Psychologist Margaret Clausen's article "What Remains: The Aftermath of Patient Suicide" is a remarkable account of a clinician losing a client to suicide -- and I recommend it as a first-person report that communicates vital information on several levels.
As literary memoir, it is a tragic, real-life story told in plain language.
"Are you aware of the events related to Jill?"
"No," my heart now pounded from my chest into my throat.
"Jill killed herself by handgun ..."
I do not remember what he said next, just that he was still talking. I gasped, crying, while simultaneously attempting to hide my upset.
And it shares the wisdom of a host of sage voices, from mental health practitioners to poets:
The great Jungian, James Hillman, stated that the suicide of patients is a "wrenching agony of therapeutic practice." It is also a reality of practice that we fantasize will not touch us, despite the statistics.
As an example of bearing witness to suicide loss, it covers the entire landscape. We learn that Clausen has lost two siblings to suicide, and we are given revealing insights into several of her colleague's very profound experiences with clients' suicides.
Todd had 15 years of clinical experience and ... was well versed in suicide prevention and intervention. After his patient's death, he refused to ever work with a patient again who even mentioned suicidal feeling states ... His stance is maintained to this day, six years later.
And it also goes deep, for instance, in Clausen's retelling of how, after the suicide, she did not schedule anyone into her deceased client's appointment time, and eventually used that hour to journal about her experience of loss:
Answering all the questions is not the point of such a process. If there is an aim, it is the recognition that the clinician continues in relationship without her (or his) partner in the dyad.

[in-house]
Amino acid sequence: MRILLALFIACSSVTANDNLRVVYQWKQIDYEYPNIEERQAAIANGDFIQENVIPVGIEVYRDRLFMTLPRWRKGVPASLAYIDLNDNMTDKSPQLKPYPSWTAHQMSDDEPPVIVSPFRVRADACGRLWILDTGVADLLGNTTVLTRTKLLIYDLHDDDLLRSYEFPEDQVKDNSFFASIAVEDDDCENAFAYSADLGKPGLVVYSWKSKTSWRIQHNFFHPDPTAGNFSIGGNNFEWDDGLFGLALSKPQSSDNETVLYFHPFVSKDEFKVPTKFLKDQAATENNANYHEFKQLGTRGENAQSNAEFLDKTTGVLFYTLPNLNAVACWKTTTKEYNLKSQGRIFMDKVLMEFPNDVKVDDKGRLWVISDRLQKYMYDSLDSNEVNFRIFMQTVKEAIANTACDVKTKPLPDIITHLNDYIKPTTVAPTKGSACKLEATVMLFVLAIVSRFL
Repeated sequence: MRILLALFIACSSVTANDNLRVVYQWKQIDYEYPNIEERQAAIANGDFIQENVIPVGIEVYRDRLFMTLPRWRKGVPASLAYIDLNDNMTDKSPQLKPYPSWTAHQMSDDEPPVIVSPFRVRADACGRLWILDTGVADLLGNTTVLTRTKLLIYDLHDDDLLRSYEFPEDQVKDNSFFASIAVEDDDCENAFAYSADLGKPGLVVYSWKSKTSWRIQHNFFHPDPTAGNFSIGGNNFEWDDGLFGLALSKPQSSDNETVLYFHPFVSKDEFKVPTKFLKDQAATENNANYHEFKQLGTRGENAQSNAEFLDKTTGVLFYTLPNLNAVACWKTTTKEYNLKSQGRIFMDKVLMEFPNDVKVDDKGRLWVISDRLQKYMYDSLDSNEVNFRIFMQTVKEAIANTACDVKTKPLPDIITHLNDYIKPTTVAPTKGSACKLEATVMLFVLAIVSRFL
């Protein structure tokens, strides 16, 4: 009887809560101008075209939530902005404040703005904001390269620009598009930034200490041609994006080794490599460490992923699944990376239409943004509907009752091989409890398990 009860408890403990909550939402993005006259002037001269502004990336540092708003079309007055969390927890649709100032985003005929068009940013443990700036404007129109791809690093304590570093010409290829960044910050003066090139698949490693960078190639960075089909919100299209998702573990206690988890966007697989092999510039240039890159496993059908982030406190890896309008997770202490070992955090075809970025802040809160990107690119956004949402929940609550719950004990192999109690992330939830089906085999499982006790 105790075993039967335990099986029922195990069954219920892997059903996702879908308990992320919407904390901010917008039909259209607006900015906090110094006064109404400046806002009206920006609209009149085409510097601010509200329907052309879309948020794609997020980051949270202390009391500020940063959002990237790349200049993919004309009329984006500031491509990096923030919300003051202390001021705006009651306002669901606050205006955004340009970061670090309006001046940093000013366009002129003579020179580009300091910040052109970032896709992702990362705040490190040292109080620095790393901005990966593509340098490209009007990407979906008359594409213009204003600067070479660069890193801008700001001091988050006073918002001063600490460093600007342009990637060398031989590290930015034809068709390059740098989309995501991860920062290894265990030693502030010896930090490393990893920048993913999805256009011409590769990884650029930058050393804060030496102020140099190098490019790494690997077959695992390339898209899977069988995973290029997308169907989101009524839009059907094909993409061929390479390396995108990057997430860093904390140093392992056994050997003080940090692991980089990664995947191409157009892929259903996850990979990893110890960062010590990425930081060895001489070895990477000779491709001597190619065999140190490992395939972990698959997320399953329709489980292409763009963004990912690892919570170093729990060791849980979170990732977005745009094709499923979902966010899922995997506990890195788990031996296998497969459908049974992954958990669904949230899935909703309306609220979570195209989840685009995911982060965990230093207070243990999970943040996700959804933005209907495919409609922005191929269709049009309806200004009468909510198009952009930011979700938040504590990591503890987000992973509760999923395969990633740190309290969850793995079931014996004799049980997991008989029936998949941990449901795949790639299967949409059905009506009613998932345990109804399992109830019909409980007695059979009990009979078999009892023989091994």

As a handbook for other clinicians who have experienced a loss, it is a concise yet comprehensive primer, including giving encouragement and caution about sharing one's loss with other practitioners. For example, regarding joining a listserv for clinician-survivors, Clausen writes:
Coming out ... on the [listserv] and in this article are acts of advocacy for other therapists in a direct way, and ultimately also, I believe, advocacy for patients. Coming out in these ways are antidotes to shame as well, although revealing oneself carries with it a chance of being judged or shamed.
As a philosophical reflection, it is superb, for it finds that rare intersection of philosophy and practical application. There are many examples -- including her commentary on mindfulness and ritual -- but most striking to me is the lengthy section "Being with Groundlessness," in which Clausen observes:
There is ineffability ... in this kind of traumatic loss ... The suicide of a patient shatters illusions of therapist omnipotence, shaking expectations of potential positive influence upon patients, and calls into question core identity as well as identity-in-relationship to other patients and colleagues ... It rocks our assumptive world as therapists: questioning whether our endeavors are life giving, whether our efforts possess meaning and influence; and whether our chosen profession is worthwhile.
Finally, I hope that survivors who have wondered about the role of their loved one's caregiver in the suicide and its aftermath read Clausen's brave and penetrating article as a source of insight into the caregiver's experience. My family's experience with my father's caregivers was one of those nightmarish scenarios where, it seemed to us, everything that possibly could go wrong, did, and very badly so. It is now more than 37 years since my father killed himself, and I was reminded by Clausen's testimony -- by her bearing witness -- that there still might be room in my psyche to invite in empathy and compassion for everyone who was touched by the tragedy that befell us.